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Thread: Gains from dsc2

  1. #1

    Gains from dsc2

    Not wanting to derail another thread I've decided to start a new one. Who on here who has dsc2 have found that by holding that little piece of paper found doors opening? I've seen a couple of people say it but curious to how many. Also, by doors opening is that new land to shoot on? Land that you couldn't previously shoot on for various reasons? Or met link minded people and take/help eachother out?

  2. #2
    Good question. I just printed out the DSC2 application forms yesterday but the only thing holding me back is the cost.

  3. #3
    yes it is a good question,
    it can be a bit catch 22, if you dont have stalking then it may help you gain some, a lot of land owners now like to see that the people they are potentially going to let out on there land have the relevant qualifications and insurance, yes the cost of getting through DSC level one and two can be expensive Particularly if you don't have somewhere to stalk, its a bit easier if you have access to stalking as there are many AW,s who will take you out just for the fuel costs.

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  4. #4
    For me it was an achievement to gain DSC2, as for "opening doors" not really. I have a spot on a syndicate that I'm happy with (DSC2) not a requirement & a bit of permission here & there (no qualifications required).
    I've been offered other syndicate places which I haven't taken up partly due to lack of time & costs but I've been offered those spots because of who I know and not because I've gone looking waving my qualifications around
    Wingy

  5. #5
    I run a couple of large deer management groups. A prerequisite is that all members must hold DSC Level 2. In all cases, this is driven by the management of these areas and not by myself, although I fully support this concept.
    I do take on trainees, but they must have DSC 1 as a minimum and then remain supervised and accompanied until such time as they achieve DSC 2.
    These areas were previously managed by people that didn't hold such qualifications and lost out because they weren't prepared to accept the new policies which were undoubtedly driven by risk assessment and insurance.
    If you snooze - you lose!
    MS

    I would like to add that I'm not all-bad and took on several of the previous stalkers, trained them as required and put them through their DSC 2. Some have completed and some are still going through the process. I think they have all realised the benefits.
    MS
    Last edited by Monkey Spanker; 13-12-2017 at 11:38.

  6. #6
    We wouldn't have our lease for stalking without the lease holder having DSC2 the rest of the syndicate need to have level 1.
    i have never tried opening doors with my level 2 but it has come in useful at times.

  7. #7
    I completed my DSC2 because I saw it as a personal challenge and something to aim for, I am now a member of a syndicate who prefer members to have a DSC2 but will take DSC1 holders if they can show the relevant experience as well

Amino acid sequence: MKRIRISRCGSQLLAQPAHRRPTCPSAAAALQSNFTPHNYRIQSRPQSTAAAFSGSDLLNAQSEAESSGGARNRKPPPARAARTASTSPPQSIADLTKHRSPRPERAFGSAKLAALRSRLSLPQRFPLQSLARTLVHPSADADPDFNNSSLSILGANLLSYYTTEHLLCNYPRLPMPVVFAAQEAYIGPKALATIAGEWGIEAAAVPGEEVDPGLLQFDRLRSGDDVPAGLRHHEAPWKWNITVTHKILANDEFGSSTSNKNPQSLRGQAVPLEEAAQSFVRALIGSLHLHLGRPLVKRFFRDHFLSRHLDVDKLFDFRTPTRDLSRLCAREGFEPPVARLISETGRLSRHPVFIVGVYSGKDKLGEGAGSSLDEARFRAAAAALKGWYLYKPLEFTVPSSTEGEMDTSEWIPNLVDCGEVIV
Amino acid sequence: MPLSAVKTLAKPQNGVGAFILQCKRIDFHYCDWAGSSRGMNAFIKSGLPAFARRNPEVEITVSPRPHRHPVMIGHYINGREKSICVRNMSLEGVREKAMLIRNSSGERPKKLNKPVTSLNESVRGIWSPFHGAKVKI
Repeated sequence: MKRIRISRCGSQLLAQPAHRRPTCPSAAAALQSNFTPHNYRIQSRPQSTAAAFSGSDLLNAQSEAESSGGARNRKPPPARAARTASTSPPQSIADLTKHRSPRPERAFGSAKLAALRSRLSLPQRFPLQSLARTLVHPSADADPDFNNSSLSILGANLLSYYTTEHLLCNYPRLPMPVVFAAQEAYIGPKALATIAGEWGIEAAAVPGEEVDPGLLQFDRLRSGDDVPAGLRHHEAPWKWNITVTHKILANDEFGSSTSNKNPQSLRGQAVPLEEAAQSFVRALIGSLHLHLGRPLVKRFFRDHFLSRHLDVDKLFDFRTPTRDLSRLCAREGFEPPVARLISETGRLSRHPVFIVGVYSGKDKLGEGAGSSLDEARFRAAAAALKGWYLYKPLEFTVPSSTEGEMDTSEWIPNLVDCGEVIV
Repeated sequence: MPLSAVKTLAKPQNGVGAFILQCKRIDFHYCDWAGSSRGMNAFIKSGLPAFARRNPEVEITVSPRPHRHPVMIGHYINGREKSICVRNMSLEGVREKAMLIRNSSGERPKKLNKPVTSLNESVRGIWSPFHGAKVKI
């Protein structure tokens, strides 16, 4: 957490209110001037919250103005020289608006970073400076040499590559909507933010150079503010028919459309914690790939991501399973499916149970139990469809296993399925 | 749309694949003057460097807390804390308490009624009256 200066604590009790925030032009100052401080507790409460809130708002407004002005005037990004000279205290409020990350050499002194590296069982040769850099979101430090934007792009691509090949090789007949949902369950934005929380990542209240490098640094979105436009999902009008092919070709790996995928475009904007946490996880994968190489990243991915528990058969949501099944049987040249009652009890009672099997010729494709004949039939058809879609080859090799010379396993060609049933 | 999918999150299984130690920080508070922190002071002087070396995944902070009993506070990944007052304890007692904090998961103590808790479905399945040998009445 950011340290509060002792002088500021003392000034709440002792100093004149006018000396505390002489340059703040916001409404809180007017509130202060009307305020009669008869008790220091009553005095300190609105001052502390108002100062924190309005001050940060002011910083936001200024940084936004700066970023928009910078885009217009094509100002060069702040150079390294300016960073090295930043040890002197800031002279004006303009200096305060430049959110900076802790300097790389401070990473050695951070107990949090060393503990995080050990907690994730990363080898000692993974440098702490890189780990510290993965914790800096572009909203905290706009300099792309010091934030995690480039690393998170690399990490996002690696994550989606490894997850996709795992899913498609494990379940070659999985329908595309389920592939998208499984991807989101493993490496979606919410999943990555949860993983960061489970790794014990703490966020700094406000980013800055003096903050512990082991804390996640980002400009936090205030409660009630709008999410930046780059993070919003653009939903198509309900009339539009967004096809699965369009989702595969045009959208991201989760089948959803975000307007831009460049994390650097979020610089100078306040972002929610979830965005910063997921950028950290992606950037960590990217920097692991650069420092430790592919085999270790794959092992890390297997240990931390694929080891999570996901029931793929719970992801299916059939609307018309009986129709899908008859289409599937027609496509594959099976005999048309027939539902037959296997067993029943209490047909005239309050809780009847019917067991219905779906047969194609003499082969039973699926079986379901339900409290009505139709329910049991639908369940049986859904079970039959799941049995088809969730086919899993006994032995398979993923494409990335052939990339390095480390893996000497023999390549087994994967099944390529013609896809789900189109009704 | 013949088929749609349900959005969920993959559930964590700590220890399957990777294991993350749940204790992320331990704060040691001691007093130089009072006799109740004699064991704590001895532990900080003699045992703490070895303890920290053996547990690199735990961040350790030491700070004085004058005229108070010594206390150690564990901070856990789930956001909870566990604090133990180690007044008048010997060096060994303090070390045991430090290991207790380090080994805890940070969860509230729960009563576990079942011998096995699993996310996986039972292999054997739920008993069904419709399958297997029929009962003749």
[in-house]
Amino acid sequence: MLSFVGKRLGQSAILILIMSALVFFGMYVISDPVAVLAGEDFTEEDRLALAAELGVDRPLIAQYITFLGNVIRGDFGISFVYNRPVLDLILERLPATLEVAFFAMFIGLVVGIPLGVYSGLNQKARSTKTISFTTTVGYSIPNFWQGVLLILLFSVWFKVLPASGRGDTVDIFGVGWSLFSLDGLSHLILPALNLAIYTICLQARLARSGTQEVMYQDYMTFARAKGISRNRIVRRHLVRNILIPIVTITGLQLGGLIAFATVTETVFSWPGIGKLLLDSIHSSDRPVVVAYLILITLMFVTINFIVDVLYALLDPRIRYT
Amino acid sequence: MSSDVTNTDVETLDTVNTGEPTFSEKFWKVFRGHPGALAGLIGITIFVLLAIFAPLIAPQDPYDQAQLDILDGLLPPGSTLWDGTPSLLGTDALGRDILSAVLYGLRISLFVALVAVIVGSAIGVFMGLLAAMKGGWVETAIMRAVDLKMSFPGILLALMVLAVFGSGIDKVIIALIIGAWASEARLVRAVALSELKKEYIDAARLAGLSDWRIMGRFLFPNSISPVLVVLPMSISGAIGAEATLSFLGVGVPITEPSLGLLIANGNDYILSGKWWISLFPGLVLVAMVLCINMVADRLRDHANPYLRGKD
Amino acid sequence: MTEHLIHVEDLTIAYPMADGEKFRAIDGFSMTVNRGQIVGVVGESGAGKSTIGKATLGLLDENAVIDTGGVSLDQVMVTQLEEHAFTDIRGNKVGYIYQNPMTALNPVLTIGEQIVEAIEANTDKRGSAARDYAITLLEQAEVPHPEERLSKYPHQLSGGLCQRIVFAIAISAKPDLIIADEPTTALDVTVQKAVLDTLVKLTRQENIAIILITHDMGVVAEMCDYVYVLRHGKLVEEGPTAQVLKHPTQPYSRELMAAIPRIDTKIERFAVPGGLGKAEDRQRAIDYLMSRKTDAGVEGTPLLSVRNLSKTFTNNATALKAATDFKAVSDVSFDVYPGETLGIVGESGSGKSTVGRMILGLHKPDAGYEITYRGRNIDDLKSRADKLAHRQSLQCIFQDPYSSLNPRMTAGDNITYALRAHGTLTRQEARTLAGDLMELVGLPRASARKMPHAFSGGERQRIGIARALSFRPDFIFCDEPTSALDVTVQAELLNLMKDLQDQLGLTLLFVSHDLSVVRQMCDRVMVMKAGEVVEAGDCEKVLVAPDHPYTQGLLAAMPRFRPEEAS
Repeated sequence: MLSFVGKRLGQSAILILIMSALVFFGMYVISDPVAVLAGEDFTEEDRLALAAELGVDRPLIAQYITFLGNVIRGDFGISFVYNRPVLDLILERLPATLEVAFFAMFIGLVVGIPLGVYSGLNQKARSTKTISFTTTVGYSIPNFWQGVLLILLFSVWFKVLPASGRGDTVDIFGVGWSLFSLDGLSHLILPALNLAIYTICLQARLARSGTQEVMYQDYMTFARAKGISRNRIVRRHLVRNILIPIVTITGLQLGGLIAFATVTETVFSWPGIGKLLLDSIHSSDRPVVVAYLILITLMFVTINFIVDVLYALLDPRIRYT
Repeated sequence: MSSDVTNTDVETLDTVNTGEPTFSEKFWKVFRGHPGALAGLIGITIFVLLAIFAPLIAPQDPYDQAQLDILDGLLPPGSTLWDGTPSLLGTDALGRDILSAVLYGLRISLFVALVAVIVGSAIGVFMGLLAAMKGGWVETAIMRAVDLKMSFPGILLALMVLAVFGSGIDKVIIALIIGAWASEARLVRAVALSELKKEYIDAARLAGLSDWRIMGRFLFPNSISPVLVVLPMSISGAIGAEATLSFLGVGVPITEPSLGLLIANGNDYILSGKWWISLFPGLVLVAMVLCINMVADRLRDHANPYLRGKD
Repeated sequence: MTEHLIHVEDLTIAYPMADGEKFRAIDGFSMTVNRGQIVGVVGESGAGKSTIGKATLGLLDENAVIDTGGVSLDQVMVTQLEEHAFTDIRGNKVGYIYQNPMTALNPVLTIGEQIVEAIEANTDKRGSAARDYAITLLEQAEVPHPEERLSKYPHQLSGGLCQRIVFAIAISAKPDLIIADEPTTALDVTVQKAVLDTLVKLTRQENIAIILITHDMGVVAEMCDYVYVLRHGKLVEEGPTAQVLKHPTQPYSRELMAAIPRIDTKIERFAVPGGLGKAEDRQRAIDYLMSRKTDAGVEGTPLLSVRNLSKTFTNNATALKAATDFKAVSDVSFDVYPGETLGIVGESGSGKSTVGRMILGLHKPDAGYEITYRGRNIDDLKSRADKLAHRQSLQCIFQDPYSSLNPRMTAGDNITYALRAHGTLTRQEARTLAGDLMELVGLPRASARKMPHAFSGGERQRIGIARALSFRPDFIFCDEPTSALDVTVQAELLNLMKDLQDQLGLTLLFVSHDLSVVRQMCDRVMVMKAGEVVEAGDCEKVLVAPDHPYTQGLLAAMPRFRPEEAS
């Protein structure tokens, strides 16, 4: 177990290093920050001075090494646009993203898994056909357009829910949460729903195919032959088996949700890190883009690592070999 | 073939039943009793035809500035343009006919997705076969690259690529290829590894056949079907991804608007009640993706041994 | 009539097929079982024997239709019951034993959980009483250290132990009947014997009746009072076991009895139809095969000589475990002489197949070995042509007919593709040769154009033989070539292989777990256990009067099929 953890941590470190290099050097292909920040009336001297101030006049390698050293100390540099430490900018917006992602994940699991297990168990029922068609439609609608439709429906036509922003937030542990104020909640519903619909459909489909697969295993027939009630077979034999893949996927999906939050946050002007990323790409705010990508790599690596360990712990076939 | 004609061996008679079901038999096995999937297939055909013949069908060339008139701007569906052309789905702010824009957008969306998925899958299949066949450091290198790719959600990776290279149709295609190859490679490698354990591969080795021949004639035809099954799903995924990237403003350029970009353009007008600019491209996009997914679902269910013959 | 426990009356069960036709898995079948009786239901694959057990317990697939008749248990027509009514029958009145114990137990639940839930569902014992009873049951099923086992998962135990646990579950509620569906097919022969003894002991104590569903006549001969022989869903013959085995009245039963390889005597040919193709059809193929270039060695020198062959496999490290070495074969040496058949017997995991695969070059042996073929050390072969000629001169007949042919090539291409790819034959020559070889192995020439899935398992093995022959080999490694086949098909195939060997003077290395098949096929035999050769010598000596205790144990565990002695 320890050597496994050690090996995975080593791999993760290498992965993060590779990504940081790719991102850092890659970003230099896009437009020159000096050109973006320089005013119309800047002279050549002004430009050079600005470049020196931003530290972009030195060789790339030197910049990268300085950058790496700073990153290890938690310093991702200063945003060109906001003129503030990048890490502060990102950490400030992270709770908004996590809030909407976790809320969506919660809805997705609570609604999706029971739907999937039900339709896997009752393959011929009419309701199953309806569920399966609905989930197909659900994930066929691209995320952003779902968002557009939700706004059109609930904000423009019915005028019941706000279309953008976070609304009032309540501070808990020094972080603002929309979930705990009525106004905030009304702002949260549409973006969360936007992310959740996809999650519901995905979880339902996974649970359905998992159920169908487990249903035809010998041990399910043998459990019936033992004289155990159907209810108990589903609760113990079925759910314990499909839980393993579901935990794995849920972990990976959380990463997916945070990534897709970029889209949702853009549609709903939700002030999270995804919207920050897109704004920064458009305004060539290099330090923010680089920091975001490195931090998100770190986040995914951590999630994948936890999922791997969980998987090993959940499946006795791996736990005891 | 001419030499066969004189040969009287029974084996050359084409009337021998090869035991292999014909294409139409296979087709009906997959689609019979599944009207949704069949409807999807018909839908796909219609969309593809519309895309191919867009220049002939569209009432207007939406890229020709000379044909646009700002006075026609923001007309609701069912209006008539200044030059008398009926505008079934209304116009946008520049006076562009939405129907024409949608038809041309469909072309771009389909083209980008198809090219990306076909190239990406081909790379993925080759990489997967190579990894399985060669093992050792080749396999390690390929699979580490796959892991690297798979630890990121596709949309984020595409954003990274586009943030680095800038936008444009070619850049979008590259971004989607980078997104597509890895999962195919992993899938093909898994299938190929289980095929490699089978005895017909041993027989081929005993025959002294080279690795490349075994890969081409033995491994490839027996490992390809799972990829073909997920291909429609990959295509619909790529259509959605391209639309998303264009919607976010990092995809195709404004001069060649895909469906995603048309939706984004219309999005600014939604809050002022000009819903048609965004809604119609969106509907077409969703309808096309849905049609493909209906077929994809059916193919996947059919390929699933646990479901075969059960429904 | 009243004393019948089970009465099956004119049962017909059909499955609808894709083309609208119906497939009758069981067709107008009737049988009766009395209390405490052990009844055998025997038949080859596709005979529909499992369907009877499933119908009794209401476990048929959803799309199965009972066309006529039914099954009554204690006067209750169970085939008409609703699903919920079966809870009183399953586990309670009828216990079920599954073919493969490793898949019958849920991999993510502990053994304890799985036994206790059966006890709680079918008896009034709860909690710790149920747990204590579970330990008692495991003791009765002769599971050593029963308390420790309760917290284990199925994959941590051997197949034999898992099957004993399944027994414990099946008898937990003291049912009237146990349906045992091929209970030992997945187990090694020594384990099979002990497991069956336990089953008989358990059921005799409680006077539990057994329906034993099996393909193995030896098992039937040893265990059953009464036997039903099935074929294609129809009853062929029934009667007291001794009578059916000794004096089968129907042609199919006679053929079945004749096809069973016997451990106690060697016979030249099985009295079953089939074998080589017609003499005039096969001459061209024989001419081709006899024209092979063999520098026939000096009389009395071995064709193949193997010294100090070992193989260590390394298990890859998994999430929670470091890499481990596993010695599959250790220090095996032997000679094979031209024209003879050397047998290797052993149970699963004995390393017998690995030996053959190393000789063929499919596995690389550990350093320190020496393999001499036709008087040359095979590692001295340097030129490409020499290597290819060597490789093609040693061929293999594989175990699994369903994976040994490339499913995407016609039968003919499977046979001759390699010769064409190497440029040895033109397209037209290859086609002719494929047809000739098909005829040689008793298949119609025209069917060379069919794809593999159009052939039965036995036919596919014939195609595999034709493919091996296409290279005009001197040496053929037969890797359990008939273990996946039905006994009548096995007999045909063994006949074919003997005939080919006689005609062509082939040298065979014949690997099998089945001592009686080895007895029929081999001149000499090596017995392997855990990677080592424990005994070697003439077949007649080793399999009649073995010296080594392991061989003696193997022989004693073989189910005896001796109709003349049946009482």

All members must hold appropriate insurance
    I also completed the deer management qualification, not because I had to but because I saw it as a way of increasing my knowledge

  8. #8
    Stalkers are not allowed on Forestry Commission land without DSC level 2 (or working towards it) therefore without it I wouldn’t have any stalking.

  9. #9
    Quote Originally Posted by Essex stalker View Post
    I completed my DSC2 because I saw it as a personal challenge and something to aim for, I am now a member of a syndicate who prefer members to have a DSC2 but will take DSC1 holders if they can show the relevant experience as well
    All members must hold appropriate insurance
    I also completed the deer management qualification, not because I had to but because I saw it as a way of increasing my knowledge
    My experience is very similar. Around 2000 my Dad told me to join the BDS and do my DSC 1. Shortly afterwards I did my DSC 2 and recently I attended the Deer Management course. My Dad did his DSC 1/2 nearly 60 years after he started stalking. At the age of 92 his stalking days are done, but he recognised that there's always more to learn about deer. In his later years he went out to look at the stags virtually every day and when he indoors as often as not, he would be reading about deer.

    There are many good aspects to stalking, but the key attraction to me is there is always more to learn whether by formal training or just meeting other stalkers and seeing their ground and deer.

    Merry Christmas.

    JCS

  10. #10
    Established Poster
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    I think all of us, no matter how experienced, can benefit from being observed by and receiving feedback from another stalker from time to time. We all get into bad habits, get stuck in a rut, or just plain forget things. DSC2 is one of the few opportunities that we will have in our stalking and hunting careers to submit ourselves to the critical eye of our peers.

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